Golang Simulation of the N-Body Problem

Here is a small toy program I used to start learning the Go language. It simulates orbital motion of small bodies around a large central body. It uses the pixel 2D game library to visualize the simulation. The program has three modes:

  1. Random mode where you can generate a bunch of random planetoids around a central body in circular orbits
  2. Random mode with planetoids all of which have moonlets
  3. Simulation of the inner solar system

This program is a toy only. I made no effort to ensure total system energy is preserved and the integration method used is step wise addition at 1 second intervals. In an effort to make the sim scale a bit better, the acceleration on each of the bodies in the sim is calculated in a goroutine. My hope was to turn the O(n^2) performance into something a bit better. Thanks to the raw speed of the Go language, this sim runs pretty fast. It can simulate 1 week of world time for 41 bodies in a few seconds (YMMV).

To try this out, check out the code from the git repo at N-Body Problem Simulation Code Repository . Then follow these steps:

  1. cd ./nbody-go
  2. go build
  3. ./nbody-go random -d 512x512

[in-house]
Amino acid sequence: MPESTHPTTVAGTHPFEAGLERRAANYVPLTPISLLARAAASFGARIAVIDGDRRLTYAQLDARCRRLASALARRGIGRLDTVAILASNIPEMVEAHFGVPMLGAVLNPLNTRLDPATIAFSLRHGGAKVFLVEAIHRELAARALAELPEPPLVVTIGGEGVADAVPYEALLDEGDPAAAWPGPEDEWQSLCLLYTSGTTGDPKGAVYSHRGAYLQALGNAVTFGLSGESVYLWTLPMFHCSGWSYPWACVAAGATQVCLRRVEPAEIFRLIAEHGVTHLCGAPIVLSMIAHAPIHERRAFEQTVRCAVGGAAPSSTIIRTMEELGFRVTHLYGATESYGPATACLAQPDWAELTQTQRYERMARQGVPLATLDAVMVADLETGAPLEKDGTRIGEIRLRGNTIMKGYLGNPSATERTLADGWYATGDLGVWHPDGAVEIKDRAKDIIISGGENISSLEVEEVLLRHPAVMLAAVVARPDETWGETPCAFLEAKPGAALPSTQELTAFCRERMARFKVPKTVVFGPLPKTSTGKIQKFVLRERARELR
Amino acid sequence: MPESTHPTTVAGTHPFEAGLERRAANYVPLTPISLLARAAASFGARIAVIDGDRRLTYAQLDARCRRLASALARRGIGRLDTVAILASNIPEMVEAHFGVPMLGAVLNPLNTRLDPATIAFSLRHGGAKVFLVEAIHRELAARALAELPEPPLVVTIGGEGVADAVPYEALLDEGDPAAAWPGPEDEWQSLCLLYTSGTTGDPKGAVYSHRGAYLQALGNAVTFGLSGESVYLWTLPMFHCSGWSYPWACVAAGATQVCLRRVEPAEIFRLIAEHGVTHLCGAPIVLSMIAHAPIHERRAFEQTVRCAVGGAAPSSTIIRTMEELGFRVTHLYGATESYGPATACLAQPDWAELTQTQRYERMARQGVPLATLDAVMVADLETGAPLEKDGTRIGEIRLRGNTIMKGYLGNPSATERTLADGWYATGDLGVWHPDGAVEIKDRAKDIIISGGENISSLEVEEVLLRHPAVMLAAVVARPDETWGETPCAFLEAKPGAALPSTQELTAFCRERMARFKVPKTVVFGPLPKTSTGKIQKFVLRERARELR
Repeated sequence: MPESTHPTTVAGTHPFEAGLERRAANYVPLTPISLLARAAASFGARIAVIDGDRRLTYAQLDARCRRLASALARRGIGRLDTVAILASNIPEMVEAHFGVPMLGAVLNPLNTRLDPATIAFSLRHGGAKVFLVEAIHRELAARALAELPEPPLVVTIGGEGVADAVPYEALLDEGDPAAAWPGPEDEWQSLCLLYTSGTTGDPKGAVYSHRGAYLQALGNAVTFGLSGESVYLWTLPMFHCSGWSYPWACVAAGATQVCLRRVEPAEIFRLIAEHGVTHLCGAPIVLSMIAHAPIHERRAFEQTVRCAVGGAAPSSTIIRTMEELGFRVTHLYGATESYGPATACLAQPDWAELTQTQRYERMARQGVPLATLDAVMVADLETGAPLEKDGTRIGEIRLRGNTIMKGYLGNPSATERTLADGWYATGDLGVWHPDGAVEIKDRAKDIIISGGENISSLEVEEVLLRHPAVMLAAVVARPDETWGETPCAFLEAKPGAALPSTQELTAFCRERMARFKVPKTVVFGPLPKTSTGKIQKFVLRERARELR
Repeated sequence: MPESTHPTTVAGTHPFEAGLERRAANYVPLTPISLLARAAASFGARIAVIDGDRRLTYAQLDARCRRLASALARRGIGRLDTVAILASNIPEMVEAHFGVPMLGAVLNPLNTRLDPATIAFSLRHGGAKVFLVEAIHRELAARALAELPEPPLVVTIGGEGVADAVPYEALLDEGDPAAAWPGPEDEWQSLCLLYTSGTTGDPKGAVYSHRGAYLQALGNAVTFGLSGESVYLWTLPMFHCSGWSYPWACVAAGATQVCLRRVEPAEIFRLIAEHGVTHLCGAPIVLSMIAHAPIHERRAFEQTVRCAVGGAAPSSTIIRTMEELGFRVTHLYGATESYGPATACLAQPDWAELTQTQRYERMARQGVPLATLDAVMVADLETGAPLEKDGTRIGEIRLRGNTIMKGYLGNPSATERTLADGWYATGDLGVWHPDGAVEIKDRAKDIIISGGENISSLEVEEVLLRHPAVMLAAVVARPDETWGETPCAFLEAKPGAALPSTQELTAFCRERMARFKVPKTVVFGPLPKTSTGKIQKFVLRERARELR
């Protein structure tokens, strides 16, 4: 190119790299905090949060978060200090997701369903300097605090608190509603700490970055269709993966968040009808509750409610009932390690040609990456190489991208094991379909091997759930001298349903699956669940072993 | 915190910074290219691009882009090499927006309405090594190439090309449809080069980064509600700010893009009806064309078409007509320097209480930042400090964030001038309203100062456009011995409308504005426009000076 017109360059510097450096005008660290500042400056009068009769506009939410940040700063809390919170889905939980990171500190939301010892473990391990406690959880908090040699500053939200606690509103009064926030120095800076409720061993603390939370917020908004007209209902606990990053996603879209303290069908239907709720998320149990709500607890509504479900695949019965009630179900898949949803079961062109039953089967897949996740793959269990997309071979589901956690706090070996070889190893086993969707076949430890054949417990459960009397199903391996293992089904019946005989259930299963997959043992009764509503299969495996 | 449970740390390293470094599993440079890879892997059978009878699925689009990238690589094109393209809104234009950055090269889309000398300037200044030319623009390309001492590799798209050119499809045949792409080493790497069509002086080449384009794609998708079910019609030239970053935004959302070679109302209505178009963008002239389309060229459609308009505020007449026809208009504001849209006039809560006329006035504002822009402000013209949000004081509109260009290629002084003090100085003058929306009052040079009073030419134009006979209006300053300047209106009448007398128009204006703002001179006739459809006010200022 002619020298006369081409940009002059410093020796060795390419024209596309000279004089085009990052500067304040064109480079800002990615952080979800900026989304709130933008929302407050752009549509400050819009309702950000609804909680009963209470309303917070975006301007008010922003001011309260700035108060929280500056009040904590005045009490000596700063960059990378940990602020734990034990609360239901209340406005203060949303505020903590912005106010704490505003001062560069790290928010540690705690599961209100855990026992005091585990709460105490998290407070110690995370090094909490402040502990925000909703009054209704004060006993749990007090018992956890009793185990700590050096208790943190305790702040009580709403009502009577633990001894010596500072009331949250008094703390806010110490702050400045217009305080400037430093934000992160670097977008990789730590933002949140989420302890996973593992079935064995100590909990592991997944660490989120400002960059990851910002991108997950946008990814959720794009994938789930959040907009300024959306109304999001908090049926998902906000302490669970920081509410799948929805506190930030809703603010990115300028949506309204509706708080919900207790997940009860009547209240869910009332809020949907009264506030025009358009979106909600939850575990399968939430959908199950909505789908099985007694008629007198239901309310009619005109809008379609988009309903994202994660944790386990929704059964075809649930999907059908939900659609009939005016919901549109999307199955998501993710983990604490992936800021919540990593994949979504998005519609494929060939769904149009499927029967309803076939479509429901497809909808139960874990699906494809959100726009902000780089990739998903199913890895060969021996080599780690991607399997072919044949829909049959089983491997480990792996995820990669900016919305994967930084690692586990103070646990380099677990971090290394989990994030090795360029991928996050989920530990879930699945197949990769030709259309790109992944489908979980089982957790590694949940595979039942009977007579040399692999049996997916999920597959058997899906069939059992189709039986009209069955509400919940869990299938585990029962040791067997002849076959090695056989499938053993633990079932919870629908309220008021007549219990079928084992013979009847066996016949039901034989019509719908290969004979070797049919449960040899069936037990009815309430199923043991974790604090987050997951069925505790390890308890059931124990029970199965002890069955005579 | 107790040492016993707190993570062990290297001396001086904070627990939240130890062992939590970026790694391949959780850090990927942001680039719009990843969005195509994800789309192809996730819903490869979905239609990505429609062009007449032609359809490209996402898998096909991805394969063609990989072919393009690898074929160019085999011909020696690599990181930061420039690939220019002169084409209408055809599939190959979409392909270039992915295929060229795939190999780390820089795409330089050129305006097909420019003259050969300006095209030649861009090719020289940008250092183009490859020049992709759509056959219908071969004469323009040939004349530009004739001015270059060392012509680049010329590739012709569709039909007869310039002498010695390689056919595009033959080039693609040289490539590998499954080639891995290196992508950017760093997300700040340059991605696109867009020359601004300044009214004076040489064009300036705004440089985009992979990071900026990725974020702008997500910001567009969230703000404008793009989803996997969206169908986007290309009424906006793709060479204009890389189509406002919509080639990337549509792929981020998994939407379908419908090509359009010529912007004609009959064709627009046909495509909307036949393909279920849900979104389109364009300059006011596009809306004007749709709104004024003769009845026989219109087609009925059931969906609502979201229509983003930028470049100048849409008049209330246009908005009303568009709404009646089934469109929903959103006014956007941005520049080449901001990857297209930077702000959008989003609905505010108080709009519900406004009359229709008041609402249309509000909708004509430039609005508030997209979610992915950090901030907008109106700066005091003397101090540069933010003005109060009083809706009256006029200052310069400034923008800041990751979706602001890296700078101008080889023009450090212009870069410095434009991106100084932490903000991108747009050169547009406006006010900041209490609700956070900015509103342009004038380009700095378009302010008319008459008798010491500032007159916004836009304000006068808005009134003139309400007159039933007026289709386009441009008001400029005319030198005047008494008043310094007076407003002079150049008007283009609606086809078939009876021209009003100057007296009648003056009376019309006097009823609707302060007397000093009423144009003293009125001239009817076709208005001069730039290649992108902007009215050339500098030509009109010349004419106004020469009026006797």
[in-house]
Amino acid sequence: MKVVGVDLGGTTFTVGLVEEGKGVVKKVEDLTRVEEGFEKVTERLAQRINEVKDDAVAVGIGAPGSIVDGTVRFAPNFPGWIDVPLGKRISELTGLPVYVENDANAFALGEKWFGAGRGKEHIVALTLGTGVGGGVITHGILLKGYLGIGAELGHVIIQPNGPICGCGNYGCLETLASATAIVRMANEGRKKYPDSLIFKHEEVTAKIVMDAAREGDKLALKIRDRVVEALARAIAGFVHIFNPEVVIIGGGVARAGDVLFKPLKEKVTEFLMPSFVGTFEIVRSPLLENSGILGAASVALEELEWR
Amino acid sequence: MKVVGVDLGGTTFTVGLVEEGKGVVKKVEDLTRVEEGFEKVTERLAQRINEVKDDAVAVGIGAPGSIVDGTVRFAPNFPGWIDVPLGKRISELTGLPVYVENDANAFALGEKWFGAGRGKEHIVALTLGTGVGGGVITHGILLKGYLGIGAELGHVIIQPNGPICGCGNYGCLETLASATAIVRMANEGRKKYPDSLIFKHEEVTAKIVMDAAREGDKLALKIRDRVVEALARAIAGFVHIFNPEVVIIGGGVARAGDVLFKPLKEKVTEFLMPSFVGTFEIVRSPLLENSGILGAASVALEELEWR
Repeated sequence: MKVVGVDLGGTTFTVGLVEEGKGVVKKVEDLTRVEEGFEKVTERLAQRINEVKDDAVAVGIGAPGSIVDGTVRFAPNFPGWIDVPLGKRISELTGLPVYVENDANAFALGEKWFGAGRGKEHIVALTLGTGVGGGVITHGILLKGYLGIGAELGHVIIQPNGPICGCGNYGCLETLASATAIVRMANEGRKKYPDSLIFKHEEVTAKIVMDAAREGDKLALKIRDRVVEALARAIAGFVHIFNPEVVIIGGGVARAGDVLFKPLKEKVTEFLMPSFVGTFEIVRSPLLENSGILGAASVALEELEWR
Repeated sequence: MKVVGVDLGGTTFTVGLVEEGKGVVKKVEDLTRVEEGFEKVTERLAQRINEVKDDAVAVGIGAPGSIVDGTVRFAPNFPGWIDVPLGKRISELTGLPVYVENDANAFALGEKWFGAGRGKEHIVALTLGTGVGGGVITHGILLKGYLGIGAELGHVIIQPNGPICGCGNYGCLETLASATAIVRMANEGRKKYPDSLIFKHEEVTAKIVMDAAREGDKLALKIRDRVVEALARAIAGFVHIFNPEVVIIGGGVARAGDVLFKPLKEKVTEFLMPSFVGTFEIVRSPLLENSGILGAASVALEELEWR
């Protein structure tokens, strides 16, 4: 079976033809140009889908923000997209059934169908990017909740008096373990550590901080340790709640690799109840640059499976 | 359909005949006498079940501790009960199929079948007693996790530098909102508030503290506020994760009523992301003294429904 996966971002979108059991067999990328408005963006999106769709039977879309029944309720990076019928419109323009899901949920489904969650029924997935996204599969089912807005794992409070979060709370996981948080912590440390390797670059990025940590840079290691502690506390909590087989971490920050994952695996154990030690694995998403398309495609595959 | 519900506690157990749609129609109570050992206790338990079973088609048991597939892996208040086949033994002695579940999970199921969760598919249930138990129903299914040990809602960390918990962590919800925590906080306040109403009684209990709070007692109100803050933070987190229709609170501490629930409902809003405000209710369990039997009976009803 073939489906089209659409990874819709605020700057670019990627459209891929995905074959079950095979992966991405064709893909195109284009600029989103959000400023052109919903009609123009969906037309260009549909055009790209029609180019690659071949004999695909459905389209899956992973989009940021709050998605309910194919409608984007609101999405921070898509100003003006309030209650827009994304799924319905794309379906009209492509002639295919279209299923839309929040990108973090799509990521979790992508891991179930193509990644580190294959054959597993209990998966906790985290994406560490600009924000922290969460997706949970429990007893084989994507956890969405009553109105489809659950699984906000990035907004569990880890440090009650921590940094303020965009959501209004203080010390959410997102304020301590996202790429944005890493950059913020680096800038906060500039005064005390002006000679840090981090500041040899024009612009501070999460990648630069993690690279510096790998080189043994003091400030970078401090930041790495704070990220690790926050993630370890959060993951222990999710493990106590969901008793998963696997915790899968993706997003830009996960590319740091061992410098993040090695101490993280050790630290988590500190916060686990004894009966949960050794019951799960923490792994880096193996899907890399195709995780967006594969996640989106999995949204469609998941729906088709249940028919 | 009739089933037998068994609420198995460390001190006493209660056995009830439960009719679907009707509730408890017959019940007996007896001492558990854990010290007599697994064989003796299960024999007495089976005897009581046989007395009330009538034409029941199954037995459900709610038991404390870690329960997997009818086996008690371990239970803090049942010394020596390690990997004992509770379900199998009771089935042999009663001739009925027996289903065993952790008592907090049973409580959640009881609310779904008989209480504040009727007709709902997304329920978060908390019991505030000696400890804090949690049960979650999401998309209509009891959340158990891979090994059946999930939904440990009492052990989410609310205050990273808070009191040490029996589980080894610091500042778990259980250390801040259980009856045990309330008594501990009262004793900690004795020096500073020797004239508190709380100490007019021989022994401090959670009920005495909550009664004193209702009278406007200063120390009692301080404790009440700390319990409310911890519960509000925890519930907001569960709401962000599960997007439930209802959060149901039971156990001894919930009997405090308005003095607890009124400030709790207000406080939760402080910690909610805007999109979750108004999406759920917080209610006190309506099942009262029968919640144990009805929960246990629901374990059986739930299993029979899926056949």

See the README on github.

Usage:
	nbody-go [-hPC -d<dimensions> -s=<spt> -p=<pf> -r=<df> -n=<numBodies> -m=<numMoons] MODE
Run N-Body simulation in mode MODE
Arguments:
  MODE        mode of the simulation, one of random, moons, solar
Options:
  -h --help
	-d=<dimensions>, --dimensions=<dimensions>  dimensions of screen in pixels [default: 1024x1024]
	-P        Start paused
	-C        Use plain white circle as planet graphic instead of random ones in moons and random MODE
	-s=<spt>  Seconds of world time to calculate per UI tick
	-p=<pf>   Perturbation factor for random world generation [default: 0.2]
	-r=<df>   Distance factor for random world generation [default: 1.0]
	-n=<numBodies>, --number=<numBodies>  Number of bodies to start [default: 60]
	-m=<numMoons>, --moons=<numMoons>     Number of moons per body [default: 3]